.u-glue: A positioning pattern (algorithm? API?)

Posted October 8, 2018 in Web Development

Quick note!

In this post, I’m using some unusual words along with CSS – namely things like algorithm, API, consume, etc. I’m still figuring out exactly how to use this terminology with CSS, but I might be onto something…or not! Time will tell. For more information, check out my talk, The Algorithms of CSS, and this post explaining how CSS is a programming language.

Naming is hard. Okay, on to .u-glue.

We are using .u-glue at PMC on a couple of projects, and it’s been both a helpful addition to our design-to-development language, and is a step in the right direction for reducing CSS redundancy across the products. I’m excited to see what other tools like this emerge! For now though, let me introduce a refined version of .u-glue.

(also, if you’re interested in more about my work at PMC, check out the Designgineering Chronicles!)

Introducing: .u-glue

.u-glue is a utility pattern that provides an API for positioning an element absolutely over another element. It makes use of the .u-* namespace to indicate it is a utility in nature, not semantic class.

(However, in our naming system at PMC, there should be a distinction between tiny, atomic utilities and one like .u-glue that is more involved – could algorithm be a term for a more involved layout utility? Perhaps denoting it with an uppercase character, .u-Glue? Again, time will tell.)

Here is an example of .u-glue in action:

See the Pen .u-glue: A CSS API/Algorithm/Thing by Lara Schenck (@laras126) on CodePen.

To use .u-glue, one must apply the class .u-glue-parent to the direct parent of the glued item. On the glued item itself, the class .u-glue should be applied, along with an attribute data-glue-corner that contains terms identifying the corner in which the item is to be glued. The supported string values are top, bottom, right, and left. The default value for data-glue-corner would be the usual default values applies to an absolutely positioned element.

This iteration of .u-glue also contains progressively enhanced support for a transform on the glued item by way of a custom property, --u-glue__transform, that can be set within a separate selector targeting the same element as .u-glue.

At PMC our version of .u-glue does not make use of a data attribute (or this custom property)…yet. Some of our sites use data attributes for JS hooks which is a pattern I quite like, and I don’t want to introduce them for CSS until we figure out a very clear way of distinguishing the naming. Instead, we use modifiers like .u-glue--top-right.


In the markup below, the glued item will appear in the bottom right corner of its parent. The parent must either have a height applied to it directly, or should obtain a height from a non-glue child such as the image in this example.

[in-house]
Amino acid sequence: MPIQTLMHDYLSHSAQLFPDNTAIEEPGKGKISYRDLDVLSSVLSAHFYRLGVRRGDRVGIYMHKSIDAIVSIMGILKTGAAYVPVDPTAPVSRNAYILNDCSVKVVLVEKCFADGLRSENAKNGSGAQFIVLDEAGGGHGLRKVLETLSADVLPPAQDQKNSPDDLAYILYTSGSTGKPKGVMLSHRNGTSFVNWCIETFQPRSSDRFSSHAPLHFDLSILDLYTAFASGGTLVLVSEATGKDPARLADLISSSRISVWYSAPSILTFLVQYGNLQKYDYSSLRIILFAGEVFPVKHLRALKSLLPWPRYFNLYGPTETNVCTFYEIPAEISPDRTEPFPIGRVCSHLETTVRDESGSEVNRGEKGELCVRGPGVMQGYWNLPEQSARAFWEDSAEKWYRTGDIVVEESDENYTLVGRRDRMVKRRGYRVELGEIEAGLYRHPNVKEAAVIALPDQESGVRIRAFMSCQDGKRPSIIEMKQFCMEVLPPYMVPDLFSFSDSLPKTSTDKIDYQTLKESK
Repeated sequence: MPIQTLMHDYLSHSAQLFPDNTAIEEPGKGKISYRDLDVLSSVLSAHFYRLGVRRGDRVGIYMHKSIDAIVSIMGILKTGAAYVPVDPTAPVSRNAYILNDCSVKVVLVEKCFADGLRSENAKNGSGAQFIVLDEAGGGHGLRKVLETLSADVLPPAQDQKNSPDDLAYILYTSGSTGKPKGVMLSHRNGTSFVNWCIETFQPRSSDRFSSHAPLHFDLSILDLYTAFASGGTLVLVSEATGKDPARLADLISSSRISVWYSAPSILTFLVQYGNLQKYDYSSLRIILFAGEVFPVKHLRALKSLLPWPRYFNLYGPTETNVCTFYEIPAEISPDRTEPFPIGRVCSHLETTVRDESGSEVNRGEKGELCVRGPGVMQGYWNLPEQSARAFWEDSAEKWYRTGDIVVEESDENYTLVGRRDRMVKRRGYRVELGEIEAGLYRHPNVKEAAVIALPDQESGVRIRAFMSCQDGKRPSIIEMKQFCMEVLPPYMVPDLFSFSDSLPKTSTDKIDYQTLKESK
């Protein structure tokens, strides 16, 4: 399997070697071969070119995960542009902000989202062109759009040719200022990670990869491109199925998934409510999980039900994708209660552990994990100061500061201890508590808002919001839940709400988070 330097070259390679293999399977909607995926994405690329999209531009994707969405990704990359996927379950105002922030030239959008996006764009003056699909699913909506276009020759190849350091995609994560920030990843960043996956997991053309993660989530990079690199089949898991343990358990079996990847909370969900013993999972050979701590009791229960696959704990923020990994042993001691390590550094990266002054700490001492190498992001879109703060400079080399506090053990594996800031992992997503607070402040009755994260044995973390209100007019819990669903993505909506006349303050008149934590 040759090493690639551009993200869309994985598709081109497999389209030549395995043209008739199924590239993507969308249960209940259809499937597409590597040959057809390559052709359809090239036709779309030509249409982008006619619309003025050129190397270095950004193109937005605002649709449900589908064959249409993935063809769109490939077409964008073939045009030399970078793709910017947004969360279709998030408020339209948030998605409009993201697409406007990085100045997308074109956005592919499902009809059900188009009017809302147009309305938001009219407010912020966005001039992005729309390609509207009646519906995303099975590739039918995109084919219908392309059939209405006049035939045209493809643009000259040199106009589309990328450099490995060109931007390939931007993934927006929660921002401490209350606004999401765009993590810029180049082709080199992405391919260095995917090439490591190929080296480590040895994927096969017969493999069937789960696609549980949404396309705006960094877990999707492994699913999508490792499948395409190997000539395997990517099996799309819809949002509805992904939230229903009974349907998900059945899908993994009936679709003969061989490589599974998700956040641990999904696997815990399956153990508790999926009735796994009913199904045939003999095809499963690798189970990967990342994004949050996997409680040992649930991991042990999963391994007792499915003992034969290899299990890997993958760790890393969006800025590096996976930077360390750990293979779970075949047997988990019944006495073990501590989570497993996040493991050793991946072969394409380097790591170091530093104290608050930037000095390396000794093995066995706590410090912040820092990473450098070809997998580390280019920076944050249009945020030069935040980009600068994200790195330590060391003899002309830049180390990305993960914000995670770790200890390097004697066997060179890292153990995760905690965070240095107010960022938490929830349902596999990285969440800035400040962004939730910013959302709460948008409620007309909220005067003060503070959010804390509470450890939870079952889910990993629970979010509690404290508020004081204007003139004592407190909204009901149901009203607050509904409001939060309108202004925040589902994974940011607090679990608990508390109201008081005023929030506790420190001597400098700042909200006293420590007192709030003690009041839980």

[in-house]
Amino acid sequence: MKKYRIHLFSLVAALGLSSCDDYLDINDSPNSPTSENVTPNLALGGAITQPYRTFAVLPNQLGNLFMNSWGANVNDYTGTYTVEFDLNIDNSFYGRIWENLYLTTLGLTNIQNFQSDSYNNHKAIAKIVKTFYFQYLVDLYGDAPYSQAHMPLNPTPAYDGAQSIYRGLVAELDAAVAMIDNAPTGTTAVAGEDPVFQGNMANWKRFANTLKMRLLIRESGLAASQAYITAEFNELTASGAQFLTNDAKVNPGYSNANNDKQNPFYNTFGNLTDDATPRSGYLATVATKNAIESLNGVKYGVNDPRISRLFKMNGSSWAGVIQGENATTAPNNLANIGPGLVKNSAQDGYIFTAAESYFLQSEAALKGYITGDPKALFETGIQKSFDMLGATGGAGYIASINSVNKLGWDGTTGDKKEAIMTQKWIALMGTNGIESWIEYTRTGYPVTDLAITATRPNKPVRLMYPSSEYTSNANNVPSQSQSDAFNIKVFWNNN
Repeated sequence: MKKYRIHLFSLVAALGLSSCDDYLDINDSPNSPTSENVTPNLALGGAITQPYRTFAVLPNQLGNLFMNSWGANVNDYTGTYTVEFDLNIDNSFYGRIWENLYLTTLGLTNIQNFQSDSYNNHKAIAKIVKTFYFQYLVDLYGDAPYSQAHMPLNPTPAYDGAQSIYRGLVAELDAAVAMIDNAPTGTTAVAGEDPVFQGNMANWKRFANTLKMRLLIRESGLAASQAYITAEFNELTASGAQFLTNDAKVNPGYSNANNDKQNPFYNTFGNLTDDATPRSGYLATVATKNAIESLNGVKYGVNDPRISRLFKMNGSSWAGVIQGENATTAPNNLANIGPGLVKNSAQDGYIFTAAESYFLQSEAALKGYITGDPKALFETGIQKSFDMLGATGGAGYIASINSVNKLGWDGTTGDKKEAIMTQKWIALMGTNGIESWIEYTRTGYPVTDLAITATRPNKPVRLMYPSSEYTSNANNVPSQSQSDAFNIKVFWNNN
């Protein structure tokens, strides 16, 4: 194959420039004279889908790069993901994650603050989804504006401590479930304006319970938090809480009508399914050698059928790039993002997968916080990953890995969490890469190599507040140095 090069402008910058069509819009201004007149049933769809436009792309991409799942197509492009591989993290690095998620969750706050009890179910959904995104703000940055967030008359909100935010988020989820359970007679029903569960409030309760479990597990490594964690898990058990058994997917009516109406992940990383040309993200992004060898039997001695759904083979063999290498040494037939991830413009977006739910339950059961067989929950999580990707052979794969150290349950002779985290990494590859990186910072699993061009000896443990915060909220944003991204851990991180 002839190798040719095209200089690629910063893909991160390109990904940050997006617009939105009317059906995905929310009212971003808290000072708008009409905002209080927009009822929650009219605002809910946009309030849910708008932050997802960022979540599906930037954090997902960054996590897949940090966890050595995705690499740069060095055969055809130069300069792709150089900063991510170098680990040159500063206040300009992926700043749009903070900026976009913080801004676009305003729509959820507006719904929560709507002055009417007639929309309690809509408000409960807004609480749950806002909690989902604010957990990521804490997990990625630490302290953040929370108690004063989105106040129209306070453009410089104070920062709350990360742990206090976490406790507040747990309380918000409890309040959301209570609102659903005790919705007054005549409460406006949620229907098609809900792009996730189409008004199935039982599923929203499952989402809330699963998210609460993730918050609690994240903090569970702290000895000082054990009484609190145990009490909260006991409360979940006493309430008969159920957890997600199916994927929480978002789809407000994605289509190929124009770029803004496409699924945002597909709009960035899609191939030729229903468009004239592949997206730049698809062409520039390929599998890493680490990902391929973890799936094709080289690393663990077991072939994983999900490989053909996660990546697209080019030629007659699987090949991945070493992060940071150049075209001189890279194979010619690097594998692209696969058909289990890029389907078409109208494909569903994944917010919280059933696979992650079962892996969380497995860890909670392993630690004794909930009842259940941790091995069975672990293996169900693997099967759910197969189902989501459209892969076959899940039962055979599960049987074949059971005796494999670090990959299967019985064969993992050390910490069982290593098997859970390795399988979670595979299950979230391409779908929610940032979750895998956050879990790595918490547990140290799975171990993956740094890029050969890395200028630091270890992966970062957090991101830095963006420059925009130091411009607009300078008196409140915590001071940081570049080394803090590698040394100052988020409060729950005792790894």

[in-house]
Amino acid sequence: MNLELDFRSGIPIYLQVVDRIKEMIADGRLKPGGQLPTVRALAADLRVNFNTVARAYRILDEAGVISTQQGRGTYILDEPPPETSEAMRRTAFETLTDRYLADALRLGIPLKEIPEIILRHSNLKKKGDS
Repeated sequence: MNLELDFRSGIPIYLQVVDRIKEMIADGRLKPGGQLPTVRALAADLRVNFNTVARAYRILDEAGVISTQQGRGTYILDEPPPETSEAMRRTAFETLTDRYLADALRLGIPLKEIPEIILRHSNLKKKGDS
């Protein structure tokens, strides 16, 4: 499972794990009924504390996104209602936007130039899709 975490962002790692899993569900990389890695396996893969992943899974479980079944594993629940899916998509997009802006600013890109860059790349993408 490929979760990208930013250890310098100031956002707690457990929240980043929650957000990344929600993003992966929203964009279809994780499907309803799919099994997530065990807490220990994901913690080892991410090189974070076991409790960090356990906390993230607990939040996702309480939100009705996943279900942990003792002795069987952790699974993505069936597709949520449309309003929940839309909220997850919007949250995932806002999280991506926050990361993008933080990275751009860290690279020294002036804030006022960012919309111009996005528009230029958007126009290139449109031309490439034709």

<figure class="u-glue-parent">
    <figcaption class="u-glue c-tag" data-glue-corner="bottom right">Glued Item</figcaption>
    <img src="https://picsum.photos/350/200" alt="" />

Then, if you would like to apply a transform to the element, in your project – i.e. that one consuming .u-glue, you can set a value for the custom property:

.c-tag {
    // Other .c-tag styles (or whatever you name this element)
    @supports( --color: blue ) {
        --u-glue__transform: translateX(50%);

While this may seem like a straightforward task to those who understand positioning and transforms, the concepts involved can be a challenge for those new to CSS.

The .u-glue algorithm/pattern/API can be used as both a tool for learning positioning, as well as a tool enabling developers who do not write CSS regularly to use position one element on top of another element responsibly.

The Source of .u-glue

And here is .u-glue, ready for you to drop in any of your projects! Make sure it is included before the styles on any elements that use .u-glue so that the custom property is initialized appropriately:

.u-glue-parent {
	position: relative;

.u-glue {
	position: absolute;
	// These don't need to be nested, but it seems nice for
	// readability...unless it's a problem for *specificity*.
	&[data-glue-corner*="top"] {
		top: 0;
	&[data-glue-corner*="left"] {
		left: 0;
	&[data-glue-corner*="bottom"] {
		bottom: 0;

	&[data-glue-corner*="right"] {
		right: 0;

	@supports( --color: blue ) {
		transform: var(--u-glue__transform, initial);


What’s next for .u-glue?

In the future – and especially with what we are doing at PMC – I would love to see little algorithms/patterns/things like this available in something like npm. They can be included on an as-needed basis and managed in a central location, documented and tested.

Yes, tested!

This isn’t going to happen for a while, likely, but I’m very excited about the prospect of unit testing layout algorithms such as .u-glue. I’m definitely not the first person to think of unit testing CSS, and this tool, Quioxte, looks like a good start. Ooh, I’m very excited about this now!!

More soon (but probably not that soon).


What do you think? Do you have any questions, thoughts, or related links to share? Did I make a mistake in my post?

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